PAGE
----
As to Karlsladt and Gabriel Didymus, who had occasioned the Wittenberg disturbances, it must be remarked that the latter had retraced his steps and become a different man, concerning Karlstadt, however, it was not known what he would do. He felt himself aggrieved that Luther had set aside his regulations, though the latter had not rejected his doctrines, having only declared his dissatisfaction that Karlstadt had busied himself wholly with ceremonies and outward things, and on account of these had neglected the true Christian doctrine concerning faith and love. Luther was now only concerned that they might imitate the Wittenberg tumult at Erfurt, in the removal of the images, the abolition of the mass, of one kind in the sacrament, and all the other matters. He accordingly repeatedly wrote to John Lange, and it being especially the invocation of the saints about which they were at variance at Erfurt, he drew up the writing: “Concerning the Saints. An epistle or instruction to the Church at Erfurt, assembled in God.” In it he exhorts the ministers to avoid the questions concerning the saints in heaven and concerning the dead, and to draw the people off from them, because there would be no end to questions here. That it was the object of Satan to detain them with that which is unnecessary, in order thus to hinder that which is necessary. That he did no sin who did not invoke the saints, but relied firmly upon the only Mediator, Jesus Christ, yea, that such a one was perfectly right and secure. That the others, however, should not be despised in their weakness. “Let them call upon the name of the saints if they will do so, only let them know and be on their guard that they do not put their confidence and trust in any saint but alone in Christ. For confidence is the highest honour which is due to God alone, who is the truth himself.” He in particular warns them against insurrection, saying: “There are many inconsiderate men who imagine themselves able to help the cause of the Gospel by means of the sword and the arm of flesh, thinking to have attained their object if they weaken or injure priests and monks. But they do not know that our warfare is not against flesh and blood, but against the wicked spirits of the air. (2 Cor. x. 3, 4.) Satan is a spirit, having neither flesh nor bone, wherefore iron and an arm of flesh will accomplish nothing. The hearts of men must first be torn from his grasp by means of the Word of truth; that is our sword and might which no one can resist: with it the friends of Christ divide Behemoth and cut him asunder. Behold wherewith I defeated the papacy and the spiritual power, which before was a terror to all the world, when all men acknowledged: Who can prevail against the beast? For it had power to make war even upon the saints, and to overcome them. (Rev. xiii. 4, 7.) Yet I never raised a finger against it, and Christ has destroyed it with the sword of his mouth.” (2 Thess. ii. 8.) Finally, he adds: “I fear, too, that much of all the evil is owing to ourselves, because we preach a great deal of our inability to do anything without the grace of God, and yet attempt to begin and to accomplish all manner of things of ourselves, without first, in humble prayer, beseeching God that he would begin and accomplish them through His Spirit. Thus it happens then, that we journey to Egypt, and begin the work in obedience to our own spirit, never first asking at His mouth concerning it. Therefore, my dear friends, let us act as we teach, committing all things to God, and without ceasing praying Him to direct us, to counsel and to help us, both in great and small matters, and not to permit us to follow our own opinion and reason in beginning anything.”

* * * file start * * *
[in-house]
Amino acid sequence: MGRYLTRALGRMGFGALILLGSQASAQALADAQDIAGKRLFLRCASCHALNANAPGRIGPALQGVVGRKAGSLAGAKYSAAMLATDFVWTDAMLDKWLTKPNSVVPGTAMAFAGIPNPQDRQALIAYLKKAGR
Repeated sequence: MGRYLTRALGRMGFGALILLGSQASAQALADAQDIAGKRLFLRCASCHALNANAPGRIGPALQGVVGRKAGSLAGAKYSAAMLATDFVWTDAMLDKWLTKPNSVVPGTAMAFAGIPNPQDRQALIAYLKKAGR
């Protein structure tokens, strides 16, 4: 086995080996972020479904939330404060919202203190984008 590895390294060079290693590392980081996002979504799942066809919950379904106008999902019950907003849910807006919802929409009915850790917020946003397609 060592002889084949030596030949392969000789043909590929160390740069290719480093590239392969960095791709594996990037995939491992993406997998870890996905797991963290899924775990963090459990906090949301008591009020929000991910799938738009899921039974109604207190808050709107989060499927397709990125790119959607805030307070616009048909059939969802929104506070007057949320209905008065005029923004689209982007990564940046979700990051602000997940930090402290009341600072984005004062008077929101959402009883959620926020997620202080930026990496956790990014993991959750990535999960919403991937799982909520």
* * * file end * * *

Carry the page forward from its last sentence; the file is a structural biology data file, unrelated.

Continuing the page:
The quote in question comes from a transitional writing from Luther. Therefore, citing it as a support text for invoking the saints is unjustified.